Scotch whisky has been such a huge growth story in recent years that a slowdown or blip was inevitable at some point.
While Scotch remains a massive contributor to British export success – worth £135 a second to the trade balance – it is also tied to overall economic well-being.
Figures published today show that, while more bottles are being sold, the value of those sales has flattened. In fact, they were marginally down last year to £4.26 billion against the record 2012 figure of £4.27bn.
Whisky producers have not been helped by austerity measures which have included a clampdown on business entertaining in Asia. This, and a slowdown in growth in the region, has taken a huge chunk out of last year’s sales. China is down by 30 per cent and there have been other falls in Japan, South Korea and Taiwan.
The industry will be grateful, therefore, that improving economies in the West and South America are helping offset the decline in these previously fast-growing markets. Hence the flatlining in the overall figure.
Europe is something of a mixed bag. The French have rekindled their appetite for Scotch after a year when sales fell because of a tax hike, while there is anecdotal evidence that the Polish market has rocketed as Poles living in Britain have picked up a taste for it and taken it back home where it is proving a popular alternative to vodka.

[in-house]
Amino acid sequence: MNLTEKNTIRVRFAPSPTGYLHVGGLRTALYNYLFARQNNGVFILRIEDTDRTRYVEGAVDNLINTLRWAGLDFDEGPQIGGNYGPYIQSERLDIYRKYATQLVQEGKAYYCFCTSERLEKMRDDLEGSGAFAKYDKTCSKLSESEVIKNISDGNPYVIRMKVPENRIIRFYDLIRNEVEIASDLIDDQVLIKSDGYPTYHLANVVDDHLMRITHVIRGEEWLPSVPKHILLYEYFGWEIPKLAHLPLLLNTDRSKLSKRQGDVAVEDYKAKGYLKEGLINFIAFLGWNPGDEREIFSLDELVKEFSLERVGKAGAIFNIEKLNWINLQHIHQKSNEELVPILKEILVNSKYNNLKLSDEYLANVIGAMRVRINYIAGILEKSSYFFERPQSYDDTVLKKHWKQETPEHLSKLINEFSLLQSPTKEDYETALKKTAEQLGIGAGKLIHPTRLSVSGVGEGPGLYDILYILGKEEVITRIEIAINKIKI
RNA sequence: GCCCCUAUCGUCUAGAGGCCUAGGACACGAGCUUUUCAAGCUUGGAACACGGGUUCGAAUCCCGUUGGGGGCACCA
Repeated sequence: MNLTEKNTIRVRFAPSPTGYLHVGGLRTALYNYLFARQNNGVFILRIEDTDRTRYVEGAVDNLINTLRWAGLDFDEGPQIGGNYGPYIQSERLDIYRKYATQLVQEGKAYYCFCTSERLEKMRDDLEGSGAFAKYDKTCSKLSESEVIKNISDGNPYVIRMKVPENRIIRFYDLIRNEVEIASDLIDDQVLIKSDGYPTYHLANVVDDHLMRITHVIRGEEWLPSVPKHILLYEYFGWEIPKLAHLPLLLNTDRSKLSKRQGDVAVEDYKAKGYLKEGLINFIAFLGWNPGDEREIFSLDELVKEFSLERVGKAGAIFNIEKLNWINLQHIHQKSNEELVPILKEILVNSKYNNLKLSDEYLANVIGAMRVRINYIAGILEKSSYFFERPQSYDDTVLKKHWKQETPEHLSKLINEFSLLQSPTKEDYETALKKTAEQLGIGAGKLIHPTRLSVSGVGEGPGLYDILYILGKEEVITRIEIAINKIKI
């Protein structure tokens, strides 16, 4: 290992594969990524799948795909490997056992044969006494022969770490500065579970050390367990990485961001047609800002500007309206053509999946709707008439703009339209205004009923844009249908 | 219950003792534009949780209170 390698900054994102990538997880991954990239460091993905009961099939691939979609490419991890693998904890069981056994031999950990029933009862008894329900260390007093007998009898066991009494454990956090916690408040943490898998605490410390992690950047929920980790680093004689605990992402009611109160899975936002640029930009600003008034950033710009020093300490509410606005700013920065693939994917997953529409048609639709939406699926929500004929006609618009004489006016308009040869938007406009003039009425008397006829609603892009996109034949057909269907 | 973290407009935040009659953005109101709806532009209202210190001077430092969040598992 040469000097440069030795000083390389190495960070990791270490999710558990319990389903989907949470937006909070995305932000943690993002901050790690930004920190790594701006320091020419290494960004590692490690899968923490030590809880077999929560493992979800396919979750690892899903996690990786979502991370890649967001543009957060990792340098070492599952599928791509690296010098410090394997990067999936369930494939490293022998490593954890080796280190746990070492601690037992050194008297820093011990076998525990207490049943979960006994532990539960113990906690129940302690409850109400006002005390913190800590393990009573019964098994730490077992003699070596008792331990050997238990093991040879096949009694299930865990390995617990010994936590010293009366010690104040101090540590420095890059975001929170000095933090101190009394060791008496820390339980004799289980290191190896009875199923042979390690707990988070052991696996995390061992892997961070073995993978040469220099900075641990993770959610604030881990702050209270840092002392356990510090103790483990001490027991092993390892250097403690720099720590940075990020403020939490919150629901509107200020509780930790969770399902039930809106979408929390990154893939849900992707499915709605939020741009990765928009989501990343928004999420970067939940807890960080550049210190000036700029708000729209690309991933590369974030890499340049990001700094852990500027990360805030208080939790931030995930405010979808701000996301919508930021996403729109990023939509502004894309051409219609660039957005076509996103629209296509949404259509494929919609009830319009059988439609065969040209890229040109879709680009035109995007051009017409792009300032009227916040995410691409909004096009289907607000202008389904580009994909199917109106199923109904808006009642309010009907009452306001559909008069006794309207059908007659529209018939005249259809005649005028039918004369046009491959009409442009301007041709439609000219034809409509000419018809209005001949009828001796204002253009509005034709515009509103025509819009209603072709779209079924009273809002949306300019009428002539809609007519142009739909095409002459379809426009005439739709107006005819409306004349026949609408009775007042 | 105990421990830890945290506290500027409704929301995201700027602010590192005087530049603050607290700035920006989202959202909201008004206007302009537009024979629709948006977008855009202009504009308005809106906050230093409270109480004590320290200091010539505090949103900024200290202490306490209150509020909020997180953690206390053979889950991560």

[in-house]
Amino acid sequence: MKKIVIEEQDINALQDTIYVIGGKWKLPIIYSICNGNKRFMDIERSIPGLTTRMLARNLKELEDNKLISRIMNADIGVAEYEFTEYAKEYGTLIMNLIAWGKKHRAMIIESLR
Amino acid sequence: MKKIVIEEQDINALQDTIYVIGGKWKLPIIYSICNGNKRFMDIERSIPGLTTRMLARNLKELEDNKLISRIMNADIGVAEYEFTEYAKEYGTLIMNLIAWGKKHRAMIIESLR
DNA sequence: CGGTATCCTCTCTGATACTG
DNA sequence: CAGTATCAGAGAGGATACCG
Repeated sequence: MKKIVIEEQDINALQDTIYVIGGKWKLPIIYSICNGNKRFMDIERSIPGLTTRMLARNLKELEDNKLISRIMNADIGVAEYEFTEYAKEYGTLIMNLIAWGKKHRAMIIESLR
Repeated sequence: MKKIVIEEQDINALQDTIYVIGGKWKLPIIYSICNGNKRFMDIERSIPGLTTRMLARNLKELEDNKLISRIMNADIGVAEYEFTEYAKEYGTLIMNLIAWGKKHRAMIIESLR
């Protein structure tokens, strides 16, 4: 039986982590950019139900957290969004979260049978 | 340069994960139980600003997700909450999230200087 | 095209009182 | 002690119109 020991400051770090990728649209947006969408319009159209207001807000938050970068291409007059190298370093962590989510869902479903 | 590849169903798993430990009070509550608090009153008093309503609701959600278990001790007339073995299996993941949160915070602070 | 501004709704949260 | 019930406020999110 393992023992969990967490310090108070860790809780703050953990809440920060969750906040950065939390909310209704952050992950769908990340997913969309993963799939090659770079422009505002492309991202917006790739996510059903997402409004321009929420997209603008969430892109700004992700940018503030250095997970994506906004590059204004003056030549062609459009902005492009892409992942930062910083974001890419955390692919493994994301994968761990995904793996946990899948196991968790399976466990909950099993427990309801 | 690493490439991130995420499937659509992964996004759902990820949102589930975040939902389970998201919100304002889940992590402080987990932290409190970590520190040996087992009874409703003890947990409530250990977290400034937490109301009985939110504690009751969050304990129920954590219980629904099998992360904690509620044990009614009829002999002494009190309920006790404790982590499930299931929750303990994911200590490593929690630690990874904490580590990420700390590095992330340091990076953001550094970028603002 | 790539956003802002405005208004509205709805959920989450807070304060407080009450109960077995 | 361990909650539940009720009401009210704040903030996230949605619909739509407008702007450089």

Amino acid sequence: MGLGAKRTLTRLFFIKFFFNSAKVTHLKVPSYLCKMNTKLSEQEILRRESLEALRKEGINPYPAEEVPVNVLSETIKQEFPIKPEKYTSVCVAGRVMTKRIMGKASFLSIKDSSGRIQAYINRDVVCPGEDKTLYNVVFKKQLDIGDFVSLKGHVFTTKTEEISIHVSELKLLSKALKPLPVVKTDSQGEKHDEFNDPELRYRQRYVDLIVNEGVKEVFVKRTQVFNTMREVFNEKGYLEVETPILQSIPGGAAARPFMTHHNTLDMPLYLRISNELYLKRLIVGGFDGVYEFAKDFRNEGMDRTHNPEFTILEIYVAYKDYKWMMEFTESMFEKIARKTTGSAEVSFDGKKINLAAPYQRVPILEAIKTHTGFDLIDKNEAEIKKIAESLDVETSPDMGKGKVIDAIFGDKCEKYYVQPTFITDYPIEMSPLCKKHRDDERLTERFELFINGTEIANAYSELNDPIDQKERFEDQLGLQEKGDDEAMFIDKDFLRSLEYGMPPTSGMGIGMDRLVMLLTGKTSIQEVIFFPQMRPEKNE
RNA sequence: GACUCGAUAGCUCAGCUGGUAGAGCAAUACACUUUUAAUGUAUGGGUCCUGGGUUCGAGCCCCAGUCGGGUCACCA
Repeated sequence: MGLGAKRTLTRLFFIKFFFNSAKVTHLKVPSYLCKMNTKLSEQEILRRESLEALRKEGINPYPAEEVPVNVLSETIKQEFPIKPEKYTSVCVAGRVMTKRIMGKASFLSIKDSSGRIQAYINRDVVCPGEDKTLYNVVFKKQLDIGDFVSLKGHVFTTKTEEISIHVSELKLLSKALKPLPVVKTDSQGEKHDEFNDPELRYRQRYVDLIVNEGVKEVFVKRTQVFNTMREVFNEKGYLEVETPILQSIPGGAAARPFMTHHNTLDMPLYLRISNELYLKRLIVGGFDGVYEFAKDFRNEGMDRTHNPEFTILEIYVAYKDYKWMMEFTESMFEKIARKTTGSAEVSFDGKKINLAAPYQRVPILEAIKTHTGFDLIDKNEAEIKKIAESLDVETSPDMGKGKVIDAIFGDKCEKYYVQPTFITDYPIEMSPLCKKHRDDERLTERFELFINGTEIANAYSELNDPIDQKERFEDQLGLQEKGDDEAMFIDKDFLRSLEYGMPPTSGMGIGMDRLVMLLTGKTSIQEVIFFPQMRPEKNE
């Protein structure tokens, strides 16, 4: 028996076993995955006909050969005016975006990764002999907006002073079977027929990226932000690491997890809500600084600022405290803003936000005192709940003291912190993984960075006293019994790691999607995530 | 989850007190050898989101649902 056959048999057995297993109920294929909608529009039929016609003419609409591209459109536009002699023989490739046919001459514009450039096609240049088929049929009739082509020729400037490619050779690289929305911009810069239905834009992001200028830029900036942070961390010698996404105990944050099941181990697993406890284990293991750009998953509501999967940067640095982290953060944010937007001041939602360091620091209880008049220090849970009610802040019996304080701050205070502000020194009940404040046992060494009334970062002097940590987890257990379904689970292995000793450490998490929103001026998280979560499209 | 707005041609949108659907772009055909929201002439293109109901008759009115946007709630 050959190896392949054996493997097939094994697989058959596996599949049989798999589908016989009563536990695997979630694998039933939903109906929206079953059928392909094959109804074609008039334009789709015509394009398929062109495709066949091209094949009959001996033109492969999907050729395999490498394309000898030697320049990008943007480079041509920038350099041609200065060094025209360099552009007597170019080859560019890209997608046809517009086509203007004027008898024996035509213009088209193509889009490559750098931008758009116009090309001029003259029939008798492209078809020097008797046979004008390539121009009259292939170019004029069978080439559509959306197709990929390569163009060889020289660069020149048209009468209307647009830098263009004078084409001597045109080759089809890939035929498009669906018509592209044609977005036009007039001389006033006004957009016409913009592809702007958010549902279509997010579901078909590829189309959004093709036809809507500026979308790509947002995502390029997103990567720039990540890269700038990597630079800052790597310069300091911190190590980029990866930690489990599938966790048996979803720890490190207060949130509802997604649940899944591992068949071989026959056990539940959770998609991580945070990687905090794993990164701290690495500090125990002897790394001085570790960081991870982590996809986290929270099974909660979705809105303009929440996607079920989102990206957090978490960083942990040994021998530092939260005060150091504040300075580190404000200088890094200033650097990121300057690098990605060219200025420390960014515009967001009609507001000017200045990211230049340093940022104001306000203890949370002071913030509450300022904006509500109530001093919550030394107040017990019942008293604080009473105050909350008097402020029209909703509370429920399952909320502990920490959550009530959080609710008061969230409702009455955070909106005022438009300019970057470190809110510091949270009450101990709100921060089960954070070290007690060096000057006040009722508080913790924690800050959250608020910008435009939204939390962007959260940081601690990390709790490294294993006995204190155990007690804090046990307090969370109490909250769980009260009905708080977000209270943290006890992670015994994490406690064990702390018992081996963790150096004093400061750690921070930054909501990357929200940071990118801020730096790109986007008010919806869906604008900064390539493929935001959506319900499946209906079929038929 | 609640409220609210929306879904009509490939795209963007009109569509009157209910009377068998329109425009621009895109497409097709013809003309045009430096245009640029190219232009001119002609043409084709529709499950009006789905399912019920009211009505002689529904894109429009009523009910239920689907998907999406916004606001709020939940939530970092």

Sales in Poland have grown steadily since it joined the European Union and the Scotch Whisky Association (SWA) believes it is because of a desire for upmarket products that comes with growing prosperity. Sales have generally done better in the stronger economies of Northern Europe while debt-ridden southern Europe tells a different story. Spain was down 8 per cent.
Also driving growth have been the ongoing talks with emerging markets to end discriminatory taxes that penalise Scotch. Recent trade agreements in South and Central America have resulted in some big increases in sales.
Although the SWA is not publishing forecasts for this year, there is an expectation that recovering economies and a return to growth in Asia will see the figures resume their upward motion. The industry is certainly confident about the future, with some 20 new distilleries in the pipeline.
Bolland gets a breather in M&S revival battle
THE market was taken a little by surprise by better-than-expected figures for women’s clothing at Marks & Spencer.
A 0.6 per cent rise in like-for-like sales in the fourth quarter won’t be a cause for putting out the bunting and is so small that it counts for barely any growth at all. Even so, it represents a minor triumph against the recent trend and is a sign that perhaps the new team behind the revamped designs is getting things right.
Equally important is that it will give under-pressure chief executive Marc Bolland some much-needed breathing space as he continues to defy his critics and naysayers.
Investors will take some comfort from these figures, and Bolland will get more time to push on with his plans.
But profits are expected to be down when the company reports annual figures next month and he will need to show that the last quarter was more than just a pause in the slowdown and the start of a return to sustained growth.